Non-judgemental attitudes are described as important aspects of support. In order to offer adequate support it is not only necessary to consider if support is needed but also what kind of support and when this support is needed [4]. The provider might have difficulty with interpreting what support needs the recipient has [5] but the provider may also be unwilling to provide the support which is required. The provider might hesitate because of fear of doing wrong or inflicting harm [6] or stress might cause the provider to cease offering support [7]. Support can be offered from the individuals own network or lay persons (social support) as well as professionals (professional support) [3].
For researcher as well as professionals it is important to differentiate between social and professional support [8] and care interventions with professional support should aim to strengthen social support [9]. Social support is offered within the social net-work and requires reciprocity and relationships, while professional support does not require reciprocity in the same way and is directly available from professionals in the society. Professional support is also limited by the professional domain and professional knowledge [9] for example childbearing and midwives.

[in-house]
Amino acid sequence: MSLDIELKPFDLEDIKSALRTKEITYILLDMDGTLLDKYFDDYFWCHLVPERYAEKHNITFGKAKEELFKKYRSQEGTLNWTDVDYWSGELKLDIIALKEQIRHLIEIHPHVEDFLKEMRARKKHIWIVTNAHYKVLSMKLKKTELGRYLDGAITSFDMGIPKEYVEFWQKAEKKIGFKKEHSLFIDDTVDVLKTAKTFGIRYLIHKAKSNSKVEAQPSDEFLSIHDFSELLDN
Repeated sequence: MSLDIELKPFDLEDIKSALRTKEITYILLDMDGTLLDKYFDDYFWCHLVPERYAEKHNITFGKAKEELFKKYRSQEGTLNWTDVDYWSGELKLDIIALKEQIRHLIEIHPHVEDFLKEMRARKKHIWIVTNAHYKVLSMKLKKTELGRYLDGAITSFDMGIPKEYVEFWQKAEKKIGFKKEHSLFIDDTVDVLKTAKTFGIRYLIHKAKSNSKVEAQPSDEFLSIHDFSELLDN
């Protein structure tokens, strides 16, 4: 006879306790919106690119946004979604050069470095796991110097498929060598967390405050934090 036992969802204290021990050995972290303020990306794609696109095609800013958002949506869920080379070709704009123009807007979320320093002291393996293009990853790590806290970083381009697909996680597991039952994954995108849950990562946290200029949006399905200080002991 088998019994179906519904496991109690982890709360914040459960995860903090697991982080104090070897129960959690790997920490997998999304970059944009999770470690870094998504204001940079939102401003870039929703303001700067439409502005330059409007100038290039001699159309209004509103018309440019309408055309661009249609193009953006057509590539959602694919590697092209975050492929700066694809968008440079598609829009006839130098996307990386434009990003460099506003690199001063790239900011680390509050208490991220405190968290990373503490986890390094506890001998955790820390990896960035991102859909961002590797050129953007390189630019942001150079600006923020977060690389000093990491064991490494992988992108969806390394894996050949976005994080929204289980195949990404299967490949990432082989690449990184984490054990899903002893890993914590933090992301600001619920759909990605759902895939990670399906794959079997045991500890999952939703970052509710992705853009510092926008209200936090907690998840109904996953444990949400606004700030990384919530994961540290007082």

Professional support can be empowering. Empowerment can be considered both a process and an outcome [10]. As a process empowerment will strengthen individuals and it is an important aspect of supportive midwifery or nursing care [11]. This empowering process can be described as a partnership where professionals has power with the individual instead of professionals having power over the individual [12]. When professionals as midwives and nurses act empowering they can have a significant impact on the lives and health of many individuals and families [11].
To act empowering professionals need to consider the possible distinction between to “care for” and to “act supportive” as these verbs are etymologically different. To act supportive could etymologically be understood as the provider having “trust in the capacity” of the recipient expecting that the recipient will “take charge”. Suggesting that the provider mainly provide means for the recipient that will enable or strengthen the recipient to cope with the situation, empowering the recipient. While to “care for” could etymologically be understood as the provider expecting to “be responsible for” and the recipient to be “taken care of ” [13]. Having trust in the recipient will promote strength i.e. be empowering [11] while to “care for” may inflict a sense of knowing what is best for the individual mainly from the health professionals point of view [10].